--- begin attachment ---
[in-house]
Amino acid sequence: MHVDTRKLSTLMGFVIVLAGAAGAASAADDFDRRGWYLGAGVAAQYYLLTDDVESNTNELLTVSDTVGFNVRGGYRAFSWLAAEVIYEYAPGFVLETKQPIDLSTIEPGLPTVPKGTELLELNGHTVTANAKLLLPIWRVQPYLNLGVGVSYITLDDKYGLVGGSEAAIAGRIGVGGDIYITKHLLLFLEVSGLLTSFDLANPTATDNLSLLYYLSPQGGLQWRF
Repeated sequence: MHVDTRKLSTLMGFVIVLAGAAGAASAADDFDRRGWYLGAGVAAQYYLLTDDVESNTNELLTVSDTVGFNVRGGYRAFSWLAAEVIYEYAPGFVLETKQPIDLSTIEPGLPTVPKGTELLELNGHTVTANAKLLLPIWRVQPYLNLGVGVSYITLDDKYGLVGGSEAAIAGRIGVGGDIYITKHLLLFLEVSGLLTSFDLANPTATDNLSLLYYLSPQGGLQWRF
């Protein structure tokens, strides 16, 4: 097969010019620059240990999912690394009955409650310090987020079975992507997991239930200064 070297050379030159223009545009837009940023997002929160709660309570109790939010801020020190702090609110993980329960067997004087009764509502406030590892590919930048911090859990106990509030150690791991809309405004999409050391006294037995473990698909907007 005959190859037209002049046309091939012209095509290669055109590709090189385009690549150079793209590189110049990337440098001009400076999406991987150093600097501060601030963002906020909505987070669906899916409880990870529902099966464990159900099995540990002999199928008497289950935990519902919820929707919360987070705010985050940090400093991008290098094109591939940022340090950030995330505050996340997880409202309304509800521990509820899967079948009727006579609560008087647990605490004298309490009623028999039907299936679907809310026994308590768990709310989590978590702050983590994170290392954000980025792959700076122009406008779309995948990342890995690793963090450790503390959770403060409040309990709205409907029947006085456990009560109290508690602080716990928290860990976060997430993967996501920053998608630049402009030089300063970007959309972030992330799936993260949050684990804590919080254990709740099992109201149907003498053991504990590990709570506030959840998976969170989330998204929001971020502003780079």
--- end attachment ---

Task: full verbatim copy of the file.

[in-house]
Amino acid sequence: MHVDTRKLSTLMGFVIVLAGAAGAASAADDFDRRGWYLGAGVAAQYYLLTDDVESNTNELLTVSDTVGFNVRGGYRAFSWLAAEVIYEYAPGFVLETKQPIDLSTIEPGLPTVPKGTELLELNGHTVTANAKLLLPIWRVQPYLNLGVGVSYITLDDKYGLVGGSEAAIAGRIGVGGDIYITKHLLLFLEVSGLLTSFDLANPTATDNLSLLYYLSPQGGLQWRF
Repeated sequence: MHVDTRKLSTLMGFVIVLAGAAGAASAADDFDRRGWYLGAGVAAQYYLLTDDVESNTNELLTVSDTVGFNVRGGYRAFSWLAAEVIYEYAPGFVLETKQPIDLSTIEPGLPTVPKGTELLELNGHTVTANAKLLLPIWRVQPYLNLGVGVSYITLDDKYGLVGGSEAAIAGRIGVGGDIYITKHLLLFLEVSGLLTSFDLANPTATDNLSLLYYLSPQGGLQWRF
């Protein structure tokens, strides 16, 4: 097969010019620059240990999912690394009955409650310090987020079975992507997991239930200064 070297050379030159223009545009837009940023997002929160709660309570109790939010801020020190702090609110993980329960067997004087009764509502406030590892590919930048911090859990106990509030150690791991809309405004999409050391006294037995473990698909907007 005959190859037209002049046309091939012209095509290669055109590709090189385009690549150079793209590189110049990337440098001009400076999406991987150093600097501060601030963002906020909505987070669906899916409880990870529902099966464990159900099995540990002999199928008497289950935990519902919820929707919360987070705010985050940090400093991008290098094109591939940022340090950030995330505050996340997880409202309304509800521990509820899967079948009727006579609560008087647990605490004298309490009623028999039907299936679907809310026994308590768990709310989590978590702050983590994170290392954000980025792959700076122009406008779309995948990342890995690793963090450790503390959770403060409040309990709205409907029947006085456990009560109290508690602080716990928290860990976060997430993967996501920053998608630049402009030089300063970007959309972030992330799936993260949050684990804590919080254990709740099992109201149907003498053991504990590990709570506030959840998976969170989330998204929001971020502003780079």